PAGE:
4 Pop Culture Arguments That Need to be Retired

There was one question on my job application for Cracked: "How is Space Jam really a convincing argument for communism," and I needed three of those little blue essay books to complete my answer. Arguing about pop culture isn't just fun for me; it's the entirety of my job.

That said, I've been doing this for a while now, long enough that I've noticed the few pop culture arguments that come up over and over and over again. And I'm getting pretty tired of these boring, repetitive, non-Space-Jam-related arguments.

#4. Women Aren't as Funny as Men

Vanity Fair

What You Say:

"I'm not sexist, or anything, I'm just asking: would Stripes have been as good had it starred Meryl Streep instead of Bill Murray? No, probably not. And I think it comes down to the gender roles that are assigned to us as children; boys are rewarded for being funny, girls are rewarded for being pretty. Society just happens to value- [and then whatever they say next. My brain actually shuts off whenever people start a sentence with 'Society' so I never know how these arguments end.]."

What You (Unconsciously) Mean

"A woman made me laugh in a movie and instead of just accepting that she was funny, I decided to hold this public discussion on the idea of funny women, because one time I read an article that talked about pre-assigned gender roles and I'd really like to tell everyone about it."

People love talking about whether or not women are funny. I don't know why. At some point when I was a kid, I, like you, met a girl who was funny and was like "Oh, case closed," and that should have been the end of it, but it wasn't. Comedy supersite Splitsider hosts this discussion a lot. It was covered in the New York Post as recently as June. 30 Rock did a whole episode about it last week.

I'm just so tired of it.

"A new study says women can also tell jokes? You don't say."

There are lots of people who are smarter and all around kinder than me, and I'm sure their reasons for wanting to end the "Are women funny?" argument are sensitive and important (sexism, and so on). I don't have any meaningful reasons; I'm just absolutely sick of this argument. It has been covered so often and from so many different angles that everything -- everything -- has already been said on the topic. Every new discussion can't help but being a round-up of past talking points, and if you still need to ask if women are funny, then there is no information that I could possibly bring you to change your mind.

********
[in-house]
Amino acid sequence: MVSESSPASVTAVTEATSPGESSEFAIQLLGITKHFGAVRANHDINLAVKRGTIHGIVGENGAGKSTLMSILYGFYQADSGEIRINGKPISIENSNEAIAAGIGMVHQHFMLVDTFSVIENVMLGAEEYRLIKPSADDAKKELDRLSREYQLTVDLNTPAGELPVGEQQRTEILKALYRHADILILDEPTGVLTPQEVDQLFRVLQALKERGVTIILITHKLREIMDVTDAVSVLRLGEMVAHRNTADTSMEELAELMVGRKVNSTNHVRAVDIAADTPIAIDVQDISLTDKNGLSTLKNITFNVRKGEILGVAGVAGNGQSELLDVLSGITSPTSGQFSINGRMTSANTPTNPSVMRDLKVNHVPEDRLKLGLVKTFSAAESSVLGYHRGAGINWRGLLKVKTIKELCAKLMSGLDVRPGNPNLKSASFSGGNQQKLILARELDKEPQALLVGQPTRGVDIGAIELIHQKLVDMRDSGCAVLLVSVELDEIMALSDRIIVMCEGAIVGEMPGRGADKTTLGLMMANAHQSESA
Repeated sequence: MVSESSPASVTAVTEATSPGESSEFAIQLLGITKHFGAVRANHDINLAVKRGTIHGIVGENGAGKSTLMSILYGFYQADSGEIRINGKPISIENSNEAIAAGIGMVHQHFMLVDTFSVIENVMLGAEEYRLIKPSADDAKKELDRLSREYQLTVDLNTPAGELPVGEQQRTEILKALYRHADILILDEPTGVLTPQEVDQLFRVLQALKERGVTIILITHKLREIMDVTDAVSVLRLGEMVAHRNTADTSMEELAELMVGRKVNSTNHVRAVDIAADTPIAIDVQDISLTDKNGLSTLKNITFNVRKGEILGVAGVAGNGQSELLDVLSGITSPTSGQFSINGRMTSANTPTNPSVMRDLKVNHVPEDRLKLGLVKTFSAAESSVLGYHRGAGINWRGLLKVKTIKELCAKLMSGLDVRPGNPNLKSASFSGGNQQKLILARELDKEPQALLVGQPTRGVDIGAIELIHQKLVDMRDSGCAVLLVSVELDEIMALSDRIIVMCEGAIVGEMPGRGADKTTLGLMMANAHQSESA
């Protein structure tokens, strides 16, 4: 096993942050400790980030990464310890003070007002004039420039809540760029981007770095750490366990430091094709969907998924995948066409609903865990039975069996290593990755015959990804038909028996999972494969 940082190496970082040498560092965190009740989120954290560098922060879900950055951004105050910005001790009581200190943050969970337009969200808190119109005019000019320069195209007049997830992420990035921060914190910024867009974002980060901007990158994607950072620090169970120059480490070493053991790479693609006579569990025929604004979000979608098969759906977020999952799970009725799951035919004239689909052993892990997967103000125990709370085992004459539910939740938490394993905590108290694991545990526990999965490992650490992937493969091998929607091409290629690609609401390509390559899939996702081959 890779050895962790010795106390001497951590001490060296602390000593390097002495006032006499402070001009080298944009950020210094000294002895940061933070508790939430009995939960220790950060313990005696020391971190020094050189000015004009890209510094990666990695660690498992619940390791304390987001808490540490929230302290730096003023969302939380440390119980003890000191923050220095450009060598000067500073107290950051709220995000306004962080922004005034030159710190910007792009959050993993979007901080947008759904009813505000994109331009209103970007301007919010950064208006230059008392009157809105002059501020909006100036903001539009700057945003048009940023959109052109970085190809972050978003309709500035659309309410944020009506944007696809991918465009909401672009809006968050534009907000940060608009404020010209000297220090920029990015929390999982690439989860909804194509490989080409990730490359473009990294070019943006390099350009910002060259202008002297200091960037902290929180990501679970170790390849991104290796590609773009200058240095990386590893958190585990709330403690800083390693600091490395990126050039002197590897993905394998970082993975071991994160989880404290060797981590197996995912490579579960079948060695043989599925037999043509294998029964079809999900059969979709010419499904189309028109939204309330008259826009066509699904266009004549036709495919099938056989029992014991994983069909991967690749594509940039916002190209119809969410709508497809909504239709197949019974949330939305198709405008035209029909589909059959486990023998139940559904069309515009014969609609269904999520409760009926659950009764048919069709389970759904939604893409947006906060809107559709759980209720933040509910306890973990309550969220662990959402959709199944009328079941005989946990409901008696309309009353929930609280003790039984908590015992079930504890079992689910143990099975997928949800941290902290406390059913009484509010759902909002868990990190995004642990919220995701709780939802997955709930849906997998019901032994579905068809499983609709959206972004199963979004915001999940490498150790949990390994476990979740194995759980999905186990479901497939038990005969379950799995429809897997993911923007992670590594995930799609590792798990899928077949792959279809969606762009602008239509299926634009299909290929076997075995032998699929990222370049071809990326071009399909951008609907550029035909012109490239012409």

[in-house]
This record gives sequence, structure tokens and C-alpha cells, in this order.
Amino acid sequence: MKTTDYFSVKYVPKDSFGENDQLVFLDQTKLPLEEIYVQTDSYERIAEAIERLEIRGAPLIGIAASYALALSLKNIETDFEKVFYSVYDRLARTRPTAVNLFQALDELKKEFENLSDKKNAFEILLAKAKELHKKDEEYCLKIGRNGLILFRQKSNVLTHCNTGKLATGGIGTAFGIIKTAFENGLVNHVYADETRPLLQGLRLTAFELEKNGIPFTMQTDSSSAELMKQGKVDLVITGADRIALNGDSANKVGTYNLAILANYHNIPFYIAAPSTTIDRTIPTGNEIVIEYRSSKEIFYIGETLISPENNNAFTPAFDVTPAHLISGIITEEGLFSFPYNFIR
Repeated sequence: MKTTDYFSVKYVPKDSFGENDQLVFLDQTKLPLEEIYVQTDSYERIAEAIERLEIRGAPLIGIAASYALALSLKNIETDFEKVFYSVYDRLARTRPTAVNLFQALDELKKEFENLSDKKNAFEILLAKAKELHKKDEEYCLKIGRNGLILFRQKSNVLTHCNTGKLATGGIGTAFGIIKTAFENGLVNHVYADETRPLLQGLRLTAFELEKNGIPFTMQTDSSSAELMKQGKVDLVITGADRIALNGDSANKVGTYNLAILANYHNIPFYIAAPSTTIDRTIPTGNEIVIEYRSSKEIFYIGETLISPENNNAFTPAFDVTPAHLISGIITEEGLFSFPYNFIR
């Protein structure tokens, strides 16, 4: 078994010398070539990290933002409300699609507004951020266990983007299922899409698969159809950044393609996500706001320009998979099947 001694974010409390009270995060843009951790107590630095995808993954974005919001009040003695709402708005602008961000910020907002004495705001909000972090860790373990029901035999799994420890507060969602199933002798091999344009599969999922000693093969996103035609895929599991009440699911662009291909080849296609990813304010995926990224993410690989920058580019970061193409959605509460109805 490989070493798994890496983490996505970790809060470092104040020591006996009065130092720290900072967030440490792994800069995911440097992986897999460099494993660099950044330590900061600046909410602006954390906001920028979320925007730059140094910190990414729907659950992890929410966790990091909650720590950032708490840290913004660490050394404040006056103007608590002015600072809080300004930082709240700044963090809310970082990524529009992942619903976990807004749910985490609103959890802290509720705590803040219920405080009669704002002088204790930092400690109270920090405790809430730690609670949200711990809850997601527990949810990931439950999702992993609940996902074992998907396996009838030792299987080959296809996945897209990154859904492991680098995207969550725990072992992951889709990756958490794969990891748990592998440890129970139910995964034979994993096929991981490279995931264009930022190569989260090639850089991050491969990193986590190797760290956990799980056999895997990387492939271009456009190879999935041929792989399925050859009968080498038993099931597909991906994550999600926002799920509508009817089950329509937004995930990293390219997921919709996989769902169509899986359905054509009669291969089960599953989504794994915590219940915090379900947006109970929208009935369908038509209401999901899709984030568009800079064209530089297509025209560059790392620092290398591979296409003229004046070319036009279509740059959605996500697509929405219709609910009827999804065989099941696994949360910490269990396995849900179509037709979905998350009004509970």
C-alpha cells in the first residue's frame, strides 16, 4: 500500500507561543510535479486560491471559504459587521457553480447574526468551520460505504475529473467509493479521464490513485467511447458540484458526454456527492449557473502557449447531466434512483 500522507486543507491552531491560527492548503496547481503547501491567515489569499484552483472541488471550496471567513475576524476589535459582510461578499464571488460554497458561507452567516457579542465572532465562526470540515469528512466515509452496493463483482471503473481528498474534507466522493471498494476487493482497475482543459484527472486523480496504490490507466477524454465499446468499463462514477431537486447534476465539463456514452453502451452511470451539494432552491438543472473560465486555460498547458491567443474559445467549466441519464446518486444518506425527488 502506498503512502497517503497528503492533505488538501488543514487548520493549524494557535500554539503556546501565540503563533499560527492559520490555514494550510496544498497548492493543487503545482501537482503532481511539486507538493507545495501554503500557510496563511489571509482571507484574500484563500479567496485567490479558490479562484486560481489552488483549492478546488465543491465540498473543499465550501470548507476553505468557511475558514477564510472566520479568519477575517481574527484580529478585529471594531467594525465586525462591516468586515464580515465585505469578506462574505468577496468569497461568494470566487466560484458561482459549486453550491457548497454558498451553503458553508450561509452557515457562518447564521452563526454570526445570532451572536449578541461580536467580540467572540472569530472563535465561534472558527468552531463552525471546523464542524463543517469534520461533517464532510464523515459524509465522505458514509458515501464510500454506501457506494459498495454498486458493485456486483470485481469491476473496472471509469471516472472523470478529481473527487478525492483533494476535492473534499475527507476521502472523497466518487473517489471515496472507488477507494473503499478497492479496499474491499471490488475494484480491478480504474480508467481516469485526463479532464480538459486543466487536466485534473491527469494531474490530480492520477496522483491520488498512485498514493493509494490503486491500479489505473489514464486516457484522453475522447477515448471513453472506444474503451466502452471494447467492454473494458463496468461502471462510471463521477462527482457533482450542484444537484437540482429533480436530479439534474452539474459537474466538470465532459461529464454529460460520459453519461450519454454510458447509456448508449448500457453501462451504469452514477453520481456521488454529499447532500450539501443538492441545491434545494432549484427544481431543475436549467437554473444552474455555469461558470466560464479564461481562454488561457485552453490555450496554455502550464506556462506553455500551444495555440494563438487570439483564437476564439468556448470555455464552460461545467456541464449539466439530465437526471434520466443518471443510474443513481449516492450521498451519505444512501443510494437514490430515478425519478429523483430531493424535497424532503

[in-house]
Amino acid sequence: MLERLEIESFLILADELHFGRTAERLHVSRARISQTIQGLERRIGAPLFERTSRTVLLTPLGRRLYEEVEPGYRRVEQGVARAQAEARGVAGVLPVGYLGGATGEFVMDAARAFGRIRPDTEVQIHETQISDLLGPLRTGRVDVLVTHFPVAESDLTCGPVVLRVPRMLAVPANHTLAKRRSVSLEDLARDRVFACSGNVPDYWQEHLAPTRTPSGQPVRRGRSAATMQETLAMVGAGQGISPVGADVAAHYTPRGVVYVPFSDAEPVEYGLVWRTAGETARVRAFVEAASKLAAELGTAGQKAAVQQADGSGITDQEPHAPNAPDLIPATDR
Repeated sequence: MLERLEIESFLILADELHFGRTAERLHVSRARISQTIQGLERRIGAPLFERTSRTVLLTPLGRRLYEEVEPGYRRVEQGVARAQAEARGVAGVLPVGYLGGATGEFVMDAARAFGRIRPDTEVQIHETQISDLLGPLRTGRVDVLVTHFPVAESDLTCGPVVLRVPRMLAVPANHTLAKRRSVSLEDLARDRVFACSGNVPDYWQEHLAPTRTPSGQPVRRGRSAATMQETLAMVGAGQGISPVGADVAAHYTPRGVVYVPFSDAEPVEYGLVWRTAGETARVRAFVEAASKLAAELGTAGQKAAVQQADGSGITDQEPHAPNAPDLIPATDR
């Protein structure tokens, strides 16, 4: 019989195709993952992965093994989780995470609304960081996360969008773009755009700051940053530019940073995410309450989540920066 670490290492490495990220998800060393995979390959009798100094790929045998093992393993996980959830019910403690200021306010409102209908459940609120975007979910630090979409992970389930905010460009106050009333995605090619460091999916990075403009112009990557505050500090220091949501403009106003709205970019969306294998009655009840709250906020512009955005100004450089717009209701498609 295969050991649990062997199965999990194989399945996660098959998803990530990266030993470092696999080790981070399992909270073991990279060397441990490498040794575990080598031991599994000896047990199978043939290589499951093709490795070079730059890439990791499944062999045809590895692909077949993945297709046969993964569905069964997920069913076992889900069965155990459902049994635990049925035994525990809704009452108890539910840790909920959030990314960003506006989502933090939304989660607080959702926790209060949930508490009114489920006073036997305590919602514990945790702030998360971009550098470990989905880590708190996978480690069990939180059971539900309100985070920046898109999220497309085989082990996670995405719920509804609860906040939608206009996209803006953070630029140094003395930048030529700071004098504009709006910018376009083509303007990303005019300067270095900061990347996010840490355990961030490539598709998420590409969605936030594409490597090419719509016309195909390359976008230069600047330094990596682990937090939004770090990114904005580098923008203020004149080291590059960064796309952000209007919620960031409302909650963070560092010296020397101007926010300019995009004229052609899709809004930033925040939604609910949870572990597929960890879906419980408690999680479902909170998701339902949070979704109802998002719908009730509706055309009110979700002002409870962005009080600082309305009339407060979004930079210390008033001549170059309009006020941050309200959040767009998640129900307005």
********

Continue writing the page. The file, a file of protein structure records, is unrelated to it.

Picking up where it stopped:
The problem is that the people who have this argument don't actually want to change any minds; they just like having this particular argument. Over and over again. And, to be clear, my problem isn't that the argument is idiotic (though it is); my problem is that it's boring. I'm sick of seeing articles titled "Are Funny Women Finally Mainstream?" and "Finally, a Hangover Movie for Girls" and "Look! Boobs that Joke!" every time a female-centric comedy does well at the box office.

#3. They're Making a Sequel/Remake of [X]? UGH!


What You Say:

"Wait, they're making another Ghostbusters movie? Why? Why!? I already saw the amount of Ghostbusters movies that I'm comfortable seeing, so why would they keep making them?! Why don't they just come up with some NEW ideas in Hollywood? Is it because I also complain that the new ideas aren't as good as the old ones? Is THAT why?"

What You (Unconsciously) Mean

"The past is great! Don't ever change or update anything!"

Twice a week for the last six years, someone on the Internet has published an article updating everyone on the anticipated (?) Ghostbusters sequel that will probably never happen.

Sequels, remakes and reboots are some of the Internet's favorite things to be mad about. Check out the Talkback section for AintitCoolNews's post on the latest Die Hard trailer or the comment section on the new Evil Dead teaser. I understand that people like to hold certain pop culture artifacts sacred, but the amount of hatred that they have for sequels/reboots just sounds exhausting. I'm not thrilled that another Die Hard is coming out, but it's really easy for me to not watch movies that I don't want to watch. I do it all the time.

Entertainment Weekly

The above image isn't a fake. No 13-year-old's boner Photoshopped it as a prank; it's a real, promotional one-sheet for the fifth installment in the Die Hard franchise. Sure, that poster is dumb as a bucket of butts, but there's no reason to get into some big "WHY DOES HOLLYWOOD KEEP MAKING SEQUELS" argument about it. Hollywood keeps making sequels because sequels keep making money. No one is attacking you personally, or forcing you to watch it, and a fifth Die Hard doesn't hurt the first three. If you're worried that A Good Day to Die Hard is going to be terrible, then just watch the first or third Die Hard instead. If I don't like the idea of my future kids growing up in a world that has five Die Hards, four Indiana Joneses and six Star Wars, then I'll just brainwash the shit out of them. They'll be 21 before they even hear the word "midichlorians" and can decide for themselves if they want to accept it.

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Daniel O'Brien

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